Do Network Switches Increase Latency?

The networks in our homes and offices are becoming more technologically advanced and more challenging to maintain. We usually want every corner of our house to have the best connection possible, whether it is our smart TVs, gaming consoles, PCs, notebooks, and phones. All of this means that we often rely on network switches but do these switches cause latency?

The amount of latency caused by a network switch is negligible. A network switch does not cause seconds or even milliseconds of latency but rather around 3 microseconds. It would take 1000 microseconds to generate one millisecond of latency so network switches do not increase any perceivable latency.

In this article, we will dive deeper into how network switches and latency relate, and how many network switches are too many for a home or office network. So, for everything you need to know about the latency that is caused by a network switch, I highly recommend that you keep reading this article.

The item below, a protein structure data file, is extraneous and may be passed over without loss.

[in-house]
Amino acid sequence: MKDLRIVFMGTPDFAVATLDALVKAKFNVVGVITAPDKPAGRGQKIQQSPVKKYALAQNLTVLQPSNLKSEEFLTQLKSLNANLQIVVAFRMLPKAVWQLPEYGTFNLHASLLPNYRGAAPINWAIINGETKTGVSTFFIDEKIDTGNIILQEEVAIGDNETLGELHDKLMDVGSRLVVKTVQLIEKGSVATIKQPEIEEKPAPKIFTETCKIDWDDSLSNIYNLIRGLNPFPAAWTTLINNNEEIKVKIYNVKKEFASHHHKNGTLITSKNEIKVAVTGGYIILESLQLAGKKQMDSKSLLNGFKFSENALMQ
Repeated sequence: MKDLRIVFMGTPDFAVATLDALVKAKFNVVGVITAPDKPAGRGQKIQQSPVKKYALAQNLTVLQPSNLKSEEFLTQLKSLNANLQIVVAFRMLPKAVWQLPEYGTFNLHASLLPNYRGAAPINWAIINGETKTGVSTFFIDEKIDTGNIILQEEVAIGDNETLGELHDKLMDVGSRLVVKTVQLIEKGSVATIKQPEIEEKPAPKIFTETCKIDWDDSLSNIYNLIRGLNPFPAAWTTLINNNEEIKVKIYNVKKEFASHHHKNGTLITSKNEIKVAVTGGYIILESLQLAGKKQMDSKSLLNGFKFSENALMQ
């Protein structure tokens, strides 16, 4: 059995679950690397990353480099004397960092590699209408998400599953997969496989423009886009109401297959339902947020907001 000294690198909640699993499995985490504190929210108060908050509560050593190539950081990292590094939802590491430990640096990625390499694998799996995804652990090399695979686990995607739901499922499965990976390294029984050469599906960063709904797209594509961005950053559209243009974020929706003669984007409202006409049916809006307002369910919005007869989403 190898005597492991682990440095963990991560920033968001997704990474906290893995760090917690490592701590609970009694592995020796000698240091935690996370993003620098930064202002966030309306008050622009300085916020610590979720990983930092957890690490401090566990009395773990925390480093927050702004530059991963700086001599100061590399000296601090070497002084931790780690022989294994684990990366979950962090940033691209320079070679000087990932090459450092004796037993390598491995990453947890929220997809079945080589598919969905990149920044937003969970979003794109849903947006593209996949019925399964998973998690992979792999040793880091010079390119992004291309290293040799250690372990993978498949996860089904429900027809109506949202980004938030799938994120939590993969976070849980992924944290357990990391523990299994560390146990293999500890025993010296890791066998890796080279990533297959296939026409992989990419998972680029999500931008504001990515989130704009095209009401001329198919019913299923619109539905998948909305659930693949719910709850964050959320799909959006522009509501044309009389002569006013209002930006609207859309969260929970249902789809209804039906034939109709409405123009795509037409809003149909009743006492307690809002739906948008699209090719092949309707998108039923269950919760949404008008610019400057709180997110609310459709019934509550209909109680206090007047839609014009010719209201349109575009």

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Switches Do Not Increase Latency

In terms of milliseconds, which is how we generally work out a network’s latency, switches will not cause latency. However, I think it would be more accurate to say that if a network switch does cause latency, it is so tiny that you will not be able to perceive it in any capacity. Let me explain.

The latency that a network switch might cause will be in microseconds, and a “store and send” network switch will not cause more than 3 microseconds of latency. Now, we need to put that into perspective. So, let’s take a look at how much latency one microsecond can cause.

  • 1 Microsecond = 0.001 Milliseconds
  • 1000 Microseconds = 1 Millisecond

Even though competitive gamers might notice an increase of 10 milliseconds, they will not notice an increase of 1 millisecond. If a network is good enough for gamers, especially high-level ones, then trust me, it is good enough for almost everybody else.

The only industry that might be affected by one or two milliseconds of ping is the financial industry, such as Wall Street. Even then, they will not notice latency fluctuations if those fluctuations are in microseconds.

Let’s stick to talking about home switches, though. Most network switches that you find in small offices and homes are known as “store and send” switches. These are the kind of switches we are talking about in this article. Now, let’s think of a scenario to make sure that we are 100% clear.